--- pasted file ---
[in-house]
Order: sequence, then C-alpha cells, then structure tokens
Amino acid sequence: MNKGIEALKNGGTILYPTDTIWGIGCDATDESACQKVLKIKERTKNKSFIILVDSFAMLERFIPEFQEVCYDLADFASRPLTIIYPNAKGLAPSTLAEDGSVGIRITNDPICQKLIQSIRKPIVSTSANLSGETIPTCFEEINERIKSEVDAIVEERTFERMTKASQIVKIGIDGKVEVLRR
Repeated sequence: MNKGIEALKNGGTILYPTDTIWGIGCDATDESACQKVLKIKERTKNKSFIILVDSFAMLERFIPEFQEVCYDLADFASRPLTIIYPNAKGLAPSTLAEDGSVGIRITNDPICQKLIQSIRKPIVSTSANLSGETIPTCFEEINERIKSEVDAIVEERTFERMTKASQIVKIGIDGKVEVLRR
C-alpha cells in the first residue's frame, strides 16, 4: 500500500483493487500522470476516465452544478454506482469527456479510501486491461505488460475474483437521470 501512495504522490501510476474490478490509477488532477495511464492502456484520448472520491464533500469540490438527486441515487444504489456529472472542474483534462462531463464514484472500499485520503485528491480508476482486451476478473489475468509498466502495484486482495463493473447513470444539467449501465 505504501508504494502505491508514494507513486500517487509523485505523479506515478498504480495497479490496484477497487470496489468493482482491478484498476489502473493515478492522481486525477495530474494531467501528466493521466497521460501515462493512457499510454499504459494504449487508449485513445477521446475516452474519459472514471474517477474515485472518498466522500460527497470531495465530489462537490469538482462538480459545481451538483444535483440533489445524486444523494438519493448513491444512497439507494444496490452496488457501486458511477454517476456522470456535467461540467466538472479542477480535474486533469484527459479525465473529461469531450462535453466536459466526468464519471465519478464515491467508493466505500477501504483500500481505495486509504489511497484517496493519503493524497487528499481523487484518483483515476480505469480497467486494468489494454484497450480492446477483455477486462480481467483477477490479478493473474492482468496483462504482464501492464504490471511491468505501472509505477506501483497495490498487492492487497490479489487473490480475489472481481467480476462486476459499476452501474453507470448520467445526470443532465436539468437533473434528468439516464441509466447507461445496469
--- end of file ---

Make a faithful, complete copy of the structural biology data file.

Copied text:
[in-house]
Order: sequence, then C-alpha cells, then structure tokens
Amino acid sequence: MNKGIEALKNGGTILYPTDTIWGIGCDATDESACQKVLKIKERTKNKSFIILVDSFAMLERFIPEFQEVCYDLADFASRPLTIIYPNAKGLAPSTLAEDGSVGIRITNDPICQKLIQSIRKPIVSTSANLSGETIPTCFEEINERIKSEVDAIVEERTFERMTKASQIVKIGIDGKVEVLRR
Repeated sequence: MNKGIEALKNGGTILYPTDTIWGIGCDATDESACQKVLKIKERTKNKSFIILVDSFAMLERFIPEFQEVCYDLADFASRPLTIIYPNAKGLAPSTLAEDGSVGIRITNDPICQKLIQSIRKPIVSTSANLSGETIPTCFEEINERIKSEVDAIVEERTFERMTKASQIVKIGIDGKVEVLRR
C-alpha cells in the first residue's frame, strides 16, 4: 500500500483493487500522470476516465452544478454506482469527456479510501486491461505488460475474483437521470 501512495504522490501510476474490478490509477488532477495511464492502456484520448472520491464533500469540490438527486441515487444504489456529472472542474483534462462531463464514484472500499485520503485528491480508476482486451476478473489475468509498466502495484486482495463493473447513470444539467449501465 505504501508504494502505491508514494507513486500517487509523485505523479506515478498504480495497479490496484477497487470496489468493482482491478484498476489502473493515478492522481486525477495530474494531467501528466493521466497521460501515462493512457499510454499504459494504449487508449485513445477521446475516452474519459472514471474517477474515485472518498466522500460527497470531495465530489462537490469538482462538480459545481451538483444535483440533489445524486444523494438519493448513491444512497439507494444496490452496488457501486458511477454517476456522470456535467461540467466538472479542477480535474486533469484527459479525465473529461469531450462535453466536459466526468464519471465519478464515491467508493466505500477501504483500500481505495486509504489511497484517496493519503493524497487528499481523487484518483483515476480505469480497467486494468489494454484497450480492446477483455477486462480481467483477477490479478493473474492482468496483462504482464501492464504490471511491468505501472509505477506501483497495490498487492492487497490479489487473490480475489472481481467480476462486476459499476452501474453507470448520467445526470443532465436539468437533473434528468439516464441509466447507461445496469